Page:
Men carry a higher average account balance ($1,525) in their health savings accounts and health reimbursement accounts compared to women ($1,321), says the Employee Benefit Research Institute’s “Health Savings Accounts and Health Reimbursement Arrangements: Assets, Account Balances, and Rollovers, 2006–2010.” EBRI attributes this to the fact that men use less health care than women, allowing them to maintain higher account balances.… More than 25 percent of women diagnosed with early ovarian cancer do not receive lymph node biopsies — disheartening because lymph node biopsies can lead to improved survival, say researchers at the University of California–Davis Cancer Center and the California Cancer Registry. They found that 72 percent of patients with early-stage disease had diseased lymph nodes in the pelvis and abdomen. Five-year survival for women who had a node biopsy was 84 percent, compared with only 69 percent of those who did not have the tests. Findings were published in the journal Gynecology Oncology.… The percentage of adults 45 years and older who use a statin to control their cholesterol increased from 2 percent in 1988–1994 to 25 percent in 2005–2008 according to “Health, United States, 2010,” a report prepared by the Centers for Disease Control and Prevention’s National Center for Health Statistics. Half of men ages 65–74 had taken a statin drug in 2005–2008, compared with over one third of women in the same age group.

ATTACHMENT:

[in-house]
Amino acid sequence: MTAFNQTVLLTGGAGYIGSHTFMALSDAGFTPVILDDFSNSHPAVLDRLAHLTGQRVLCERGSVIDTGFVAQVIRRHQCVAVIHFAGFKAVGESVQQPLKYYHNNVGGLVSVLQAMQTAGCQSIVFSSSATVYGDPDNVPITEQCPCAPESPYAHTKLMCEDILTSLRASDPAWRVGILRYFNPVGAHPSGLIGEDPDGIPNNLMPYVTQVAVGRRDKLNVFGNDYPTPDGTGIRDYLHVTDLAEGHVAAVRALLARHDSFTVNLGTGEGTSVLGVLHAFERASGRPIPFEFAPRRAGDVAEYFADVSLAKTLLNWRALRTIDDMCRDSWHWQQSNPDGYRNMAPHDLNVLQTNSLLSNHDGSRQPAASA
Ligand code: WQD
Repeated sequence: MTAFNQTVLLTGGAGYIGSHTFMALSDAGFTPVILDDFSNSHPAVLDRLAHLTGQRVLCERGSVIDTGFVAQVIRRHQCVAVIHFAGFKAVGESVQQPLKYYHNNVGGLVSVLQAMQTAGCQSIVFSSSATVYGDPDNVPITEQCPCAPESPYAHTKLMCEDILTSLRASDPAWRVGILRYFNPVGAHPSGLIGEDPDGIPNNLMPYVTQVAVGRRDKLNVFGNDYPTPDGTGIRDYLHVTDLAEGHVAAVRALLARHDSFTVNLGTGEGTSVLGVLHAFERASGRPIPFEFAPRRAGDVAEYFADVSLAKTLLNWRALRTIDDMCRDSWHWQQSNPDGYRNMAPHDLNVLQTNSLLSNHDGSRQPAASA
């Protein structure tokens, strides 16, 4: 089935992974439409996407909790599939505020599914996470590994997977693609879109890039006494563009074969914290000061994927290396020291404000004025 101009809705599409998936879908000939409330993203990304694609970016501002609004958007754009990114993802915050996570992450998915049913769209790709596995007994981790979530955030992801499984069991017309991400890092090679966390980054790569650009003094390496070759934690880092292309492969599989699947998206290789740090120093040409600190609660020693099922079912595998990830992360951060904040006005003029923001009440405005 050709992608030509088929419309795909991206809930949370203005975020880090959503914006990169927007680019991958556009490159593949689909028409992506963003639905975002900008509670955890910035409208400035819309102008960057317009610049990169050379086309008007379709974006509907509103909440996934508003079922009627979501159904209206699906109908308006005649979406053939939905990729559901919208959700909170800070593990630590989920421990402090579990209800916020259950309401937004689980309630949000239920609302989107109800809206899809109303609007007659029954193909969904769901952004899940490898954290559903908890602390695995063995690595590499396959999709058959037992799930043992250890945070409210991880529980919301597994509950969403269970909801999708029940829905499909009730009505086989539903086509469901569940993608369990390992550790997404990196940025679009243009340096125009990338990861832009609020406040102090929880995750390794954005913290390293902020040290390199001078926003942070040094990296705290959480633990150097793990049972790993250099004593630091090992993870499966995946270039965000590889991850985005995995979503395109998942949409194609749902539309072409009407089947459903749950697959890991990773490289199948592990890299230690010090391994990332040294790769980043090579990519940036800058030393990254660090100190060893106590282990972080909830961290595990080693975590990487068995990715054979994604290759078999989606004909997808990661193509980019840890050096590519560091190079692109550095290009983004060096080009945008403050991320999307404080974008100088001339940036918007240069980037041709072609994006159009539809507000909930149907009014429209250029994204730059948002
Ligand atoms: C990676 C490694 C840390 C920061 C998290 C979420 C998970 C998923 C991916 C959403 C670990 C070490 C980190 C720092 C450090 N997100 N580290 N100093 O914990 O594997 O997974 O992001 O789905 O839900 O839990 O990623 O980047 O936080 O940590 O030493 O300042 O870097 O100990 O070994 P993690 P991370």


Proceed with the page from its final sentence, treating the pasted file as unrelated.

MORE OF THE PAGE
Managed Care’s Top Ten Articles of 2016
There’s a lot more going on in health care than mergers (Aetna-Humana, Anthem-Cigna) creating huge players. Hundreds of insurers operate in 50 different states. Self-insured employers, ACA public exchanges, Medicare Advantage, and Medicaid managed care plans crowd an increasingly complex market.
They bring a different mindset. They’re willing to work in teams and focus on the sort of evidence-based medicine that can guide health care’s transformation into a system based on value. One question: How well will this new generation of data-driven MDs deal with patients?
A flood of tests have insurers ramping up prior authorization and utilization review. Information overload is a problem. As doctors struggle to keep up, health plans need to get ahead of the development of the technology in order to successfully manage genetic testing appropriately.
More companies are self-insuring—and it’s not just large employers that are striking out on their own. The percentage of employers who fully self-insure increased by 44% in 1999 to 63% in 2015. Self-insurance may give employers more control over benefit packages, and stop-loss protects them against uncapped liability.